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May 5, 2016
From Grand Rapids to New Orleans: Breaking the Prison Cycle By Hiring Former Inmates
By Courtney Hutchison
Larry Thomas is an ambitious guy. In hopes of becoming an electrician, he spent two years studying nine hours a day, five days a week, providing electrical repairs for free to gain experience. Recently he’s celebrated his one-year work anniversary at Frischhertz Electric, in New Orleans, where he works as an electrician apprentice.
From this vantage point, Thomas’s story looks like the American dream — small-town kid works hard to build a better life for himself and his kid. Thomas, originally from Marrero, Louisiana, has performance reviews filled with descriptions like "hard worker," "quick learner," and "eager to advance himself." Though he has four more years of apprenticeship before he can become a full electrician, his future looks bright.
If you look closer, however, a different — and arguably more important — story is playing out. Just a year ago, Thomas was serving time on a burglary conviction at the Louisiana State Penitentiary in Angola, which is the largest maximum security prison in the nation. His years of study took place behind bars, his teachers were other inmates certified to do so, and his hands-on experience came from rewiring prison security cameras. Now he is a model employee, at the forefront of a new program that connects inmates directly to trade positions on the outside. Frischhertz Electric and more than two dozen other local businesses are clamoring for more employees just like him.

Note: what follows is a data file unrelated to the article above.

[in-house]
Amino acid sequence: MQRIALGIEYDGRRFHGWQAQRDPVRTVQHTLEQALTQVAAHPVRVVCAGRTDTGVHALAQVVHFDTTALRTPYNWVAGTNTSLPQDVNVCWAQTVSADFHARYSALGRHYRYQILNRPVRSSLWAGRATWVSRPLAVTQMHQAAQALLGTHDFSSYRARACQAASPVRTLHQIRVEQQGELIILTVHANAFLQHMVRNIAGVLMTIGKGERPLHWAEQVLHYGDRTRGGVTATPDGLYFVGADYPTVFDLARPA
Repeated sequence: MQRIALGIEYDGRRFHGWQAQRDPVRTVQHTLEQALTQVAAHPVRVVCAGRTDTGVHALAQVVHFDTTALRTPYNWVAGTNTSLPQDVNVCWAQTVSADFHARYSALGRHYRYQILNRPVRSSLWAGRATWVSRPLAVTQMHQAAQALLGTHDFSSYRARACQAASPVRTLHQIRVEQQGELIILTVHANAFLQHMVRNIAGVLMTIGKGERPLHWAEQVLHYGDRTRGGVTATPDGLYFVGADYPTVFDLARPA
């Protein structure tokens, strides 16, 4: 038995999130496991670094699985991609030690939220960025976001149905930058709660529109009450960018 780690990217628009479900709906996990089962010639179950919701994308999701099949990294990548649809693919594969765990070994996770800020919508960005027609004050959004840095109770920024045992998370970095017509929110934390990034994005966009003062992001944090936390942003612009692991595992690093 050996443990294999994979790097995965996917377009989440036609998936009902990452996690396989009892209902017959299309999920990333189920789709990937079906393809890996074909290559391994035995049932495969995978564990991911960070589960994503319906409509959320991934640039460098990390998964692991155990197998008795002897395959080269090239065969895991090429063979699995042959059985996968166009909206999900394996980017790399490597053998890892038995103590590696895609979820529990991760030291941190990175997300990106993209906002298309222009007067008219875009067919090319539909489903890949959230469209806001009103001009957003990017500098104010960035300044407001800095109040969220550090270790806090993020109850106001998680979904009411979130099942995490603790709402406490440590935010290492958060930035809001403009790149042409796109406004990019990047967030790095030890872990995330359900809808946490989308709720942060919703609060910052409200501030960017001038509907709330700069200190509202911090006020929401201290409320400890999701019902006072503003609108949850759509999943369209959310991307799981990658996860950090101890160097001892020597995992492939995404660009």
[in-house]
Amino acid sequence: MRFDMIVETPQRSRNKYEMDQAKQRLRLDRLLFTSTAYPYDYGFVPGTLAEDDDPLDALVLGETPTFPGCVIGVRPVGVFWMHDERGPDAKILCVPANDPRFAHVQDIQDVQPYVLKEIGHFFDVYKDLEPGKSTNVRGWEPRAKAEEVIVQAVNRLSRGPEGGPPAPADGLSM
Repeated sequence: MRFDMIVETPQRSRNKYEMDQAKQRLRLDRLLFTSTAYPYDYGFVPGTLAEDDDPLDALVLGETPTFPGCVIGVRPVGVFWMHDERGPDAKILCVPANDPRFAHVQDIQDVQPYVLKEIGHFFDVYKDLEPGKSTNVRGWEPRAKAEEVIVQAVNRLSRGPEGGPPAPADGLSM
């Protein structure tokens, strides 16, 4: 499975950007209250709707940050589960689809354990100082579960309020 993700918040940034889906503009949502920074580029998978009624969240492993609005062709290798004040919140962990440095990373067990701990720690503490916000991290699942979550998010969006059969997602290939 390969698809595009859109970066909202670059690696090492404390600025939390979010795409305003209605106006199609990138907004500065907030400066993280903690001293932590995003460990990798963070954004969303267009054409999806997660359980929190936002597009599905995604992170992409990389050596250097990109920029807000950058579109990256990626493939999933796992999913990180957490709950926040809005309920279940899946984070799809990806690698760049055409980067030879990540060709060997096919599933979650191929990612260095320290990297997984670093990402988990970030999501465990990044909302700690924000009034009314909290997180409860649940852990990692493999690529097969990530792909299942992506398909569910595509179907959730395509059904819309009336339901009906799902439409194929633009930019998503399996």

Read the full story at Co.Exist.
Criminal Justice Advocate Dorsey Nunn Receives White House Champion of Change Award
Dorsey Nunn (center) with Attorney General Loretta Lynch and the other Champions of Change award recipients.
By Courtney Hutchison
Dorsey Nunn, long-time advocate for the human and civil rights of formerly incarcerated Americans, was awarded the White House Champion of Change award last week in recognition of his “ban the box” campaign, which works to end structural discrimination against former inmates. Nunn is executive director of Legal Services for Prisoners with Children (LSPC) and co-founder of All Of Us Or None, a national movement of formerly incarcerated people speaking in their own voices and working for their human and civil rights. Nunn was one of 10 individuals selected to receive the award, which showcases local leaders working to empower their communities.
Though nearly 70 million American adults have a criminal record, those re-entering society often face staunch discrimination that makes it difficult for them to find a job, secure housing, or access financial services. Through their ban the box campaign, All of Us or None has advocated nationally to remove questions about prior convictions from applications for jobs, housing, public benefits, insurance, loans, and other services. Thanks to this campaign — and the many local spin-off campaigns it has inspired — 100 cities or counties and 18 states have removed questions about conviction history from their public employment applications.
PolicyLink was honored to feature Nunn during the 2015 Equity Summit, where he presented tactics to reduce mass incarceration and reduce recidivism.
“Dorsey Nunn is an inspiring and courageous leader who has worked tirelessly to fight discrimination and connect former inmates and their families to the resources and opportunities they need to thrive,” said Angela Glover Blackwell, president and CEO of PolicyLink.